Need spice in your life? Miami is that place to be. Head over to South beach and enjoy their restaurant row.  Staying in a hotel a little farther away from Ocean drive will ensure better hotel rates.  Between Lincoln Road and the board walk there is plenty to do. Don’t forget to stop by the famous Wet Willies for fun drink names like “Call Me A Cab”.  This will definitely be a unforgettable.

3. Chicago

Don’t sleep on Chi town. Chicago offers some of the best comedy clubs and deep dish pizza you will crave. Millennium Park is great place to kill time before heading out to enjoy a nigh on the town. At Home Inn Chicago offers great deals on overnight stays for groups.

4. San Francisco

The geography of San Fran is a reason to visit on its own.  The walks of North Beach and the Golden Gate Bridge are enough to put any bride to be in a great mood.

5. Bahamas

The Bahamas are always a splendid idea . Freeport offers incredible beaches and better prices.  A day on the beach is always ideal. At night enjoy live music at the Lucaya Marketplace.  They say Wednesday nights are one on the best for a mouth watering fish fry and refreshing cocktails

Say Yes to Art Basel

Wedding’s are all about personality.  Don’t be afraid to add flare, this will help you stand out and be unique. If you love the outdoors consider having a beach wedding. If your inspired by other cultures add some of your favorite cultural foods to your menu.  Your guests will appreciate your diversity.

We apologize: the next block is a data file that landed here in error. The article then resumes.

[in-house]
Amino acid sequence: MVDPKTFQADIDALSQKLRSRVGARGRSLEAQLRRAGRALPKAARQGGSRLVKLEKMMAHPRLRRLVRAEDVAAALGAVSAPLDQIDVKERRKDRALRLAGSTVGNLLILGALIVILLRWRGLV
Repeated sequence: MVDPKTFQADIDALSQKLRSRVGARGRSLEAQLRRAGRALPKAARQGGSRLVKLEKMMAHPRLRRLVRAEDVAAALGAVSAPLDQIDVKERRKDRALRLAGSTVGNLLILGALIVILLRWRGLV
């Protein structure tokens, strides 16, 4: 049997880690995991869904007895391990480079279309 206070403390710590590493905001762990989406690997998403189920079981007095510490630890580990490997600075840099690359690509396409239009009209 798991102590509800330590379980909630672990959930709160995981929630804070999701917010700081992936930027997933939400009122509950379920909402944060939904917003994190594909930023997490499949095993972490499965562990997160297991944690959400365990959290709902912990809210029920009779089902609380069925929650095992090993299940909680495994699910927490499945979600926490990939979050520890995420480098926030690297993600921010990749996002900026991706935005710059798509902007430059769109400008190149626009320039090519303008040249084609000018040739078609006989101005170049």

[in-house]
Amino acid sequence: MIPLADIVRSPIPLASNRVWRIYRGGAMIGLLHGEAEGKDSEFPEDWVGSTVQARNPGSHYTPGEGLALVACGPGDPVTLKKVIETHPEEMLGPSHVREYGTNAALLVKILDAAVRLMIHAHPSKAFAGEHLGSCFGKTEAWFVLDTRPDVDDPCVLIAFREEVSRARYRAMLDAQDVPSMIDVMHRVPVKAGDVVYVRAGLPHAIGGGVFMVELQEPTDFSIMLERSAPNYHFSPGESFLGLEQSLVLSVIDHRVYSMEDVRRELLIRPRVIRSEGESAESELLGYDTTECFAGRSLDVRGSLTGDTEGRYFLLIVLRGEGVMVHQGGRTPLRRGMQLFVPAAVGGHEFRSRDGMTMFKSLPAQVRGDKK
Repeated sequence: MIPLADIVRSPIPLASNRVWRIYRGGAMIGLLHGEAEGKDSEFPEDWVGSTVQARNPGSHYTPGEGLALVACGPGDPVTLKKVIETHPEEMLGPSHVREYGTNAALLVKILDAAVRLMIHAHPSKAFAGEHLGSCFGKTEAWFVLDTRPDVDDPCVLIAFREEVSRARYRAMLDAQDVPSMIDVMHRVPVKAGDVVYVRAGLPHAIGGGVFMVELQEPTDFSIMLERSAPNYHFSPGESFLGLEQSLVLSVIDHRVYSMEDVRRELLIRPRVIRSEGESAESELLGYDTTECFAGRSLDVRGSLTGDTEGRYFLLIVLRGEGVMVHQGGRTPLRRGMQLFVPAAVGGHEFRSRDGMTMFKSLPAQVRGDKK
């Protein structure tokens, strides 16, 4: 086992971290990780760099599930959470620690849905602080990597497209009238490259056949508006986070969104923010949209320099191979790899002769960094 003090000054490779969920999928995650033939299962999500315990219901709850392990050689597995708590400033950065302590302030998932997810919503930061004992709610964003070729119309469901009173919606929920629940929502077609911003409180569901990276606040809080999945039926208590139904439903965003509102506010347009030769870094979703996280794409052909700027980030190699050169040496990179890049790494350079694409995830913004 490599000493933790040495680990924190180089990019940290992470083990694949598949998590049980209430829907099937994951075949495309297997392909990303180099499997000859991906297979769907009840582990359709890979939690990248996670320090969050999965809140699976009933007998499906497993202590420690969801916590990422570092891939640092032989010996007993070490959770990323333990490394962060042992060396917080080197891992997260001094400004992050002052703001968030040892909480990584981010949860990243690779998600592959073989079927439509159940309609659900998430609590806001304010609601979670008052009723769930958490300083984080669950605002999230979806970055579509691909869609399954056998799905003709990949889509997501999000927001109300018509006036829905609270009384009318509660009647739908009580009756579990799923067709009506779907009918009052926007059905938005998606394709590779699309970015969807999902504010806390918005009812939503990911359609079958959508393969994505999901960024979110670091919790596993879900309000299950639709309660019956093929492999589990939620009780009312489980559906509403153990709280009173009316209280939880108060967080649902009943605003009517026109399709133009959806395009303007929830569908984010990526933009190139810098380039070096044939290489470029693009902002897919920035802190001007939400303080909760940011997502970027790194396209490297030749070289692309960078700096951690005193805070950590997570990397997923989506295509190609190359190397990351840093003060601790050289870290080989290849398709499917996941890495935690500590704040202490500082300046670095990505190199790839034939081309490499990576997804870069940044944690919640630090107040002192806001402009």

For my art lovers be inspired! Attending  Art  Basel in Miami Beach is a amazing opportunity to view the newest galleries and exhibits the art world has to  offer.  Art Basel provides galleries a platform for those whom appreciate art, while giving you access to international art.  You will be exposed to sculptures, paintings and other instillation to help inspire your perfect day.  Art Basel attracts those who enjoy modern and contemporary art.  This is a big event that attracts over 70,000 people a year.

Art Basel gives you 4 days of access to the most exclusive art from around the world. You will be delighted to explore these wonderful treasures. This year Art Basel will be taking place on December 4-7 2014. You can attend a exhibit such as the one captured below by photographer extraordinaire-Robert Zuckerman. From the streets of Miami to the indoor instillations your opportunities are endless. This may also be the opportunity to purchase pieces for your new life and home together, or simply allow what you see to inspire you.


Photo Credit:Robert Zuckerman- http://www.robertzuckerman.com
Dress:Romona Keveza, suit: Hugo Boss, couple: Katherine and Jordan Niefeld

The Gele- Nigerian Headwrap- Fashion Piece with History

The Gele is a traditional Nigerian Headwrap. It is worn during special occasions as an accessory to the traditional ‘iro’ (a wrap-around skirt) and ‘buba’ (a loose fitting blouse). Gele is usually made out of heavy or stiff fabric that can be wrapped and moulded into a specific shape. Fabrics from Switzerland and Austria are very popular, but the most popular and indigenous to the Yoruba is the ‘aso oke’. Aso Oke is originally a ceremonial fabric woven locally in Nigeria and is made up commonly of strands of cotton and/or silk. Aso Oke is also used to make Iro and Buba, but generally for very special occasions such as the brides wedding dress.